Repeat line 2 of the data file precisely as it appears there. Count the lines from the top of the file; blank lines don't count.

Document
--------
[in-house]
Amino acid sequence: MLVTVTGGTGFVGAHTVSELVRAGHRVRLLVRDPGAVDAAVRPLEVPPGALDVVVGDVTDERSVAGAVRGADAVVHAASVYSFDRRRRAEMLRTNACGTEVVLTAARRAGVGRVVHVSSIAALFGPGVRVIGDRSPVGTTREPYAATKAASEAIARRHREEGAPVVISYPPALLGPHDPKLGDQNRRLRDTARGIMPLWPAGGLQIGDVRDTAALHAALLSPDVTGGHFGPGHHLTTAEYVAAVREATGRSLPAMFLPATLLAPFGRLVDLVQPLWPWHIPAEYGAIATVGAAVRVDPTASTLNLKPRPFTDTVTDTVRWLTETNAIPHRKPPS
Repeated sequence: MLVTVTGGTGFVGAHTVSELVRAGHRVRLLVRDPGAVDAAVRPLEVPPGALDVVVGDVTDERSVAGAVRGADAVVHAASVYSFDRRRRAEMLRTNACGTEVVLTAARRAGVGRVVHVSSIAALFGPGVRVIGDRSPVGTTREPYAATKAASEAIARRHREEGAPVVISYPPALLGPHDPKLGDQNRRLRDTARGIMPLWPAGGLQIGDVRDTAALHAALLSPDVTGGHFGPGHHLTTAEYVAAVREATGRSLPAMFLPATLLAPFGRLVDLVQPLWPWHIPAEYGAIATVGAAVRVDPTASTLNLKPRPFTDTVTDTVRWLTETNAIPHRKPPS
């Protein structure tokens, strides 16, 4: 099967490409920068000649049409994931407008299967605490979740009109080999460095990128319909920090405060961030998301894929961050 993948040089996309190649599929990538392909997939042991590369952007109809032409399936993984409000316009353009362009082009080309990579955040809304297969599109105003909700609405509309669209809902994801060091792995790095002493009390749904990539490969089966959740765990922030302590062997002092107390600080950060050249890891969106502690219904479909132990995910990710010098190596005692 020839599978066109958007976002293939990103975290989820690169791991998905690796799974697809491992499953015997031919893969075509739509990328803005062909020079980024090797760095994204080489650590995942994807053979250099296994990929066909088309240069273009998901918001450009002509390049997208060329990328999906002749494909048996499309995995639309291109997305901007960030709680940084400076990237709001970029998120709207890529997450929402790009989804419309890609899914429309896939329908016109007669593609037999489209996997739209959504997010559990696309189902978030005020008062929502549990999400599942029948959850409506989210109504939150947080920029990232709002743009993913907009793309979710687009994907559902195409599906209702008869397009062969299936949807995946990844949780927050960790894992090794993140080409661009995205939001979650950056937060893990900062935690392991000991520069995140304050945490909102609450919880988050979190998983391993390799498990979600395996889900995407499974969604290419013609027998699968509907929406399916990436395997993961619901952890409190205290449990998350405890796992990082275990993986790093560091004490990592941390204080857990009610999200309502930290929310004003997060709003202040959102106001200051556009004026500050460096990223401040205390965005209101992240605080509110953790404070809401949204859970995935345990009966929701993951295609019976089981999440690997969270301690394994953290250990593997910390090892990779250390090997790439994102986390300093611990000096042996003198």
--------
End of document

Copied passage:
Amino acid sequence: MLVTVTGGTGFVGAHTVSELVRAGHRVRLLVRDPGAVDAAVRPLEVPPGALDVVVGDVTDERSVAGAVRGADAVVHAASVYSFDRRRRAEMLRTNACGTEVVLTAARRAGVGRVVHVSSIAALFGPGVRVIGDRSPVGTTREPYAATKAASEAIARRHREEGAPVVISYPPALLGPHDPKLGDQNRRLRDTARGIMPLWPAGGLQIGDVRDTAALHAALLSPDVTGGHFGPGHHLTTAEYVAAVREATGRSLPAMFLPATLLAPFGRLVDLVQPLWPWHIPAEYGAIATVGAAVRVDPTASTLNLKPRPFTDTVTDTVRWLTETNAIPHRKPPS